Developers: Larian Studios
Publishers: Larian Studios
Divinity: Original Sin 2 (D:OS 2), the turn-based RPG made a lot of noise when it was released. Everyone started to jump on the bandwagon and talk about it.
Almost every aspect of the game is on point, apart from a few bugs and the Armour system. I otherwise can’t fault it.
Introduction is more Engaging
The story has improved and feels much more consistent. More importantly, the introduction is more engaging. The first game had you start on a beach and entering a town, with not much going on. Whereas in Divinity: Original Sin 2, the introduction drops you straight into the mix, while feeling helpless at the same time. Immediately, questions flood your mind.
You want more.
Combat is More of the Same
Its combat can be slow, but intense. Every battle can feel like everything depends on it, and you may go on for a couple of hours trying to get through a particularly solid fight. If you’re not into this kind of combat, you probably won’t enjoy it. It’s a niche game that not everyone can enjoy. But those who truly appreciate it will have a hell of a time. The core game mechanics haven’t changed too much, and it didn’t need to.
Unfortunately the game isn’t perfect in everything it does. The Armour system, as I’ve mentioned in this post, limits strategy. If you want to CC (crowd control) a target, you have to get through their shield, unless you’re using Armour piercing skills, like Boulder Dash. In the first game, you can CC whoever you want, providing you win the roll. However in D:OS 2, you have to attack the ones you want to CC first, which doesn’t make sense.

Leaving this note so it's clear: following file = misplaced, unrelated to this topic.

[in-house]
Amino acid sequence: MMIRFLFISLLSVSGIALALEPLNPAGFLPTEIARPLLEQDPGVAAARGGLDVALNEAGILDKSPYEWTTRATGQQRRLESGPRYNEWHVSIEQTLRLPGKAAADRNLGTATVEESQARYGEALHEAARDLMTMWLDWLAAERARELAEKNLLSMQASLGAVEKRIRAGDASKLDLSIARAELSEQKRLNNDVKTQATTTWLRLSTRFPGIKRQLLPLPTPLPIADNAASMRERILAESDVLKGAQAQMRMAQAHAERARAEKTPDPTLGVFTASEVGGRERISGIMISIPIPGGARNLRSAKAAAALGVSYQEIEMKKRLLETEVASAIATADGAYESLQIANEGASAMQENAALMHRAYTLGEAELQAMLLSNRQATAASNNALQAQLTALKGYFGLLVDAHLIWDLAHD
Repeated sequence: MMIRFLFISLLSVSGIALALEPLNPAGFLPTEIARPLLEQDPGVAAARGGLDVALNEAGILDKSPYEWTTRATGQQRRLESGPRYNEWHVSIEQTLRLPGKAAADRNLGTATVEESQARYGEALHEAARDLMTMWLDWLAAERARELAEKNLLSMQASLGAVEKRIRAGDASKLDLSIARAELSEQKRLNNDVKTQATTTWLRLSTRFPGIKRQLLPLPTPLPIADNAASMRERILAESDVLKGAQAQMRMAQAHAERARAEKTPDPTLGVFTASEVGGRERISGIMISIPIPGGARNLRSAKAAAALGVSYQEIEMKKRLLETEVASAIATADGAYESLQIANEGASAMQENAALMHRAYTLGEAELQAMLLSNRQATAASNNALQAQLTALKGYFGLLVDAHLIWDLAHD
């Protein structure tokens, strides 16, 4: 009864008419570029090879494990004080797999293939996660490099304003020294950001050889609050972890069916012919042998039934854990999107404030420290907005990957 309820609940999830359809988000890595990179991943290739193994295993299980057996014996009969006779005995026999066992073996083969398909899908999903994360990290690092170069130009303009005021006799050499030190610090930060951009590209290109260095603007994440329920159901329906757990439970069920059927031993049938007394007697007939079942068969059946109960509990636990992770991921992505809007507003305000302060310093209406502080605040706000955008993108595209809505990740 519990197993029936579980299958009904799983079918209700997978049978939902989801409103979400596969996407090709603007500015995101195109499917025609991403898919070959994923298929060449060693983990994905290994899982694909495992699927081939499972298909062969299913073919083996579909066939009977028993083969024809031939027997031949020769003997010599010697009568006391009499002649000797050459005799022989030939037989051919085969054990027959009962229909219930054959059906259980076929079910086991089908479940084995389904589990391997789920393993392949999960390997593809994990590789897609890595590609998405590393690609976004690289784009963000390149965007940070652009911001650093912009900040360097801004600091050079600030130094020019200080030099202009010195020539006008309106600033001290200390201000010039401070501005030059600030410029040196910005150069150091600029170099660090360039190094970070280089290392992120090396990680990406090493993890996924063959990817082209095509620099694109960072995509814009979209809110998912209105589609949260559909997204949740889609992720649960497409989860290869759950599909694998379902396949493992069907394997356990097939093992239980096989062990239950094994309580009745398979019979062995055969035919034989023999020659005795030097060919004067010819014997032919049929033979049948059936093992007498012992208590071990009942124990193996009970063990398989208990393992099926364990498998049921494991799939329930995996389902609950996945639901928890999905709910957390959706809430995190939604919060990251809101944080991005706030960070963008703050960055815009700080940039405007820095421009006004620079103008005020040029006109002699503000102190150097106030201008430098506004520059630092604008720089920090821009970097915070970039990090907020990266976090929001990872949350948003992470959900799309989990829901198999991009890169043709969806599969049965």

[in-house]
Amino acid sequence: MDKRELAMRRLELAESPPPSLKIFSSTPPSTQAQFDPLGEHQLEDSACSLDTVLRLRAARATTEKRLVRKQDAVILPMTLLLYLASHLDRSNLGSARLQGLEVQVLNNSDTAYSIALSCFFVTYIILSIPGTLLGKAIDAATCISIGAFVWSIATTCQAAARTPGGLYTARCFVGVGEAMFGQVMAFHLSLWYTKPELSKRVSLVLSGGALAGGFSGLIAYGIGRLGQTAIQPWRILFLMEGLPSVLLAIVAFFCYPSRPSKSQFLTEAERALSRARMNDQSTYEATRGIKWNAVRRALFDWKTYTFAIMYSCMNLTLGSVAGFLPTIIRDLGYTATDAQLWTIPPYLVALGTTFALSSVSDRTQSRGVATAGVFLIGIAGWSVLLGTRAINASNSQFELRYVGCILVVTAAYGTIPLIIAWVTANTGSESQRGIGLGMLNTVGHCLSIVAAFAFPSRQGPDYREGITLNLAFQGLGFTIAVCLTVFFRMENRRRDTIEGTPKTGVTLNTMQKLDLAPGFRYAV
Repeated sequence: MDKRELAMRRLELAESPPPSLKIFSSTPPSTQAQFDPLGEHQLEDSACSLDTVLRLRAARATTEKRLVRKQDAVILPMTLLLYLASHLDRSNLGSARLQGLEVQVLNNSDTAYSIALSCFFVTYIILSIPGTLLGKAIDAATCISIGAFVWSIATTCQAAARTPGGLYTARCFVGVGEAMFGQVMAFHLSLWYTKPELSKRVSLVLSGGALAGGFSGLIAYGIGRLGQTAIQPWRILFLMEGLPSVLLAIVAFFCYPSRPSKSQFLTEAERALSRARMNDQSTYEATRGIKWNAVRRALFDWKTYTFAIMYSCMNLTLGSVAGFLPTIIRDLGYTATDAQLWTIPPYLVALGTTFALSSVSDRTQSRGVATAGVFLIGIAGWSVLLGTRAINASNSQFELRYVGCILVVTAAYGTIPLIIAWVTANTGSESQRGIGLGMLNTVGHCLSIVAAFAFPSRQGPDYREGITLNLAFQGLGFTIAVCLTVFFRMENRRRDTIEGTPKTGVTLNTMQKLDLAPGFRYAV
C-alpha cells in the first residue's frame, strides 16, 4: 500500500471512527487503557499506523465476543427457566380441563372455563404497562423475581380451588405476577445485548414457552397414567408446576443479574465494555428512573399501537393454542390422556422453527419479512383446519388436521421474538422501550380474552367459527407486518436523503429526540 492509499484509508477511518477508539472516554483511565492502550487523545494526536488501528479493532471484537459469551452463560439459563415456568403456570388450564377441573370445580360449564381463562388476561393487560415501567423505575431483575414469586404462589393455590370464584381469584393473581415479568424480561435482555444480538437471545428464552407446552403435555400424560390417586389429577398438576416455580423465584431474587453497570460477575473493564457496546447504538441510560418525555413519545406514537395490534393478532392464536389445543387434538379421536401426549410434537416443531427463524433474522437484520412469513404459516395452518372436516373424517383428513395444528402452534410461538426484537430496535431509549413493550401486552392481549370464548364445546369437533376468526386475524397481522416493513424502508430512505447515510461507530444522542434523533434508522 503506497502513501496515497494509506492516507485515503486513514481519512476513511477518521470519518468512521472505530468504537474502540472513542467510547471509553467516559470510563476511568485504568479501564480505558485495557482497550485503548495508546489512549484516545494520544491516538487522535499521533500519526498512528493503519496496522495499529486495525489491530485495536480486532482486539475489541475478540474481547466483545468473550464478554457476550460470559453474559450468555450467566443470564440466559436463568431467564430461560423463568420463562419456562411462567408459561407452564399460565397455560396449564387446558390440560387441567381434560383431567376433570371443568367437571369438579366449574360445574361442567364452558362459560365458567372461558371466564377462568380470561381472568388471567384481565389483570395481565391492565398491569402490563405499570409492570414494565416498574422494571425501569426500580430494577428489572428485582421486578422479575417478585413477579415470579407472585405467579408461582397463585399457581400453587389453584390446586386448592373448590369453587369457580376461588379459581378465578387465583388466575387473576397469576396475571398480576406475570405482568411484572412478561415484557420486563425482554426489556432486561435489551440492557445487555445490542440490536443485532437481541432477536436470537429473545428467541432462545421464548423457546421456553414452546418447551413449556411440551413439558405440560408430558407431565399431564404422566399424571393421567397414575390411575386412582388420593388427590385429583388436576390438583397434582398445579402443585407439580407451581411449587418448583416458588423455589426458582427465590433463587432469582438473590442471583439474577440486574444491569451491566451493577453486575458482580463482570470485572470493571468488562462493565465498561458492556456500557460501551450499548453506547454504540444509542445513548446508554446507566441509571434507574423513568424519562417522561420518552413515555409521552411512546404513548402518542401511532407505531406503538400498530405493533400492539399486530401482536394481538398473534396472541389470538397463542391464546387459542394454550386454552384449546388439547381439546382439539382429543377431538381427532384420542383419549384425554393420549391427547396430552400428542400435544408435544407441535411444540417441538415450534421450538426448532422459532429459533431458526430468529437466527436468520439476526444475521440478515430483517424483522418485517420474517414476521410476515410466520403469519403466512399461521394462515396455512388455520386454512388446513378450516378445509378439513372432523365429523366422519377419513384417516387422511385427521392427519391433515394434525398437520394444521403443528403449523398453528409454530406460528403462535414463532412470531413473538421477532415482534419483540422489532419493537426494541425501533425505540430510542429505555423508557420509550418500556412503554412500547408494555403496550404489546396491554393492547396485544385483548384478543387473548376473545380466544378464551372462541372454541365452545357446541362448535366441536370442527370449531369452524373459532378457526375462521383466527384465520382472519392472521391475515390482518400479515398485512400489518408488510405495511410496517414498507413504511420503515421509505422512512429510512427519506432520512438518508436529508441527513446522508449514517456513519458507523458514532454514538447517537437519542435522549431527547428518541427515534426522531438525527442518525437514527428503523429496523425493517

A better alternative could be to increase the chance of landing a CC skill on a target, the lower Armour they have, which would be percent based. With this, you have the best of both worlds. What are your thoughts on the Armour system and CC?
While the Armour/CC deal isn’t fun, the rest of the combat is spot on. Not much has changed since the first game, except for some fine tuning here and there. The more noticeable changes to combat however, is with the addition of two new classes and some tweaks to existing skills.
In addition to this, there are some bugs you may encounter where your controller will automatically scroll in menus, which is countered by rapidly moving the left stick. Or even an issue where the screen suddenly turned black in split screen, but if the first player opened up the journal, the second player could see again! I’d give this game full points if not for the bugs.
Some Skills have…Changed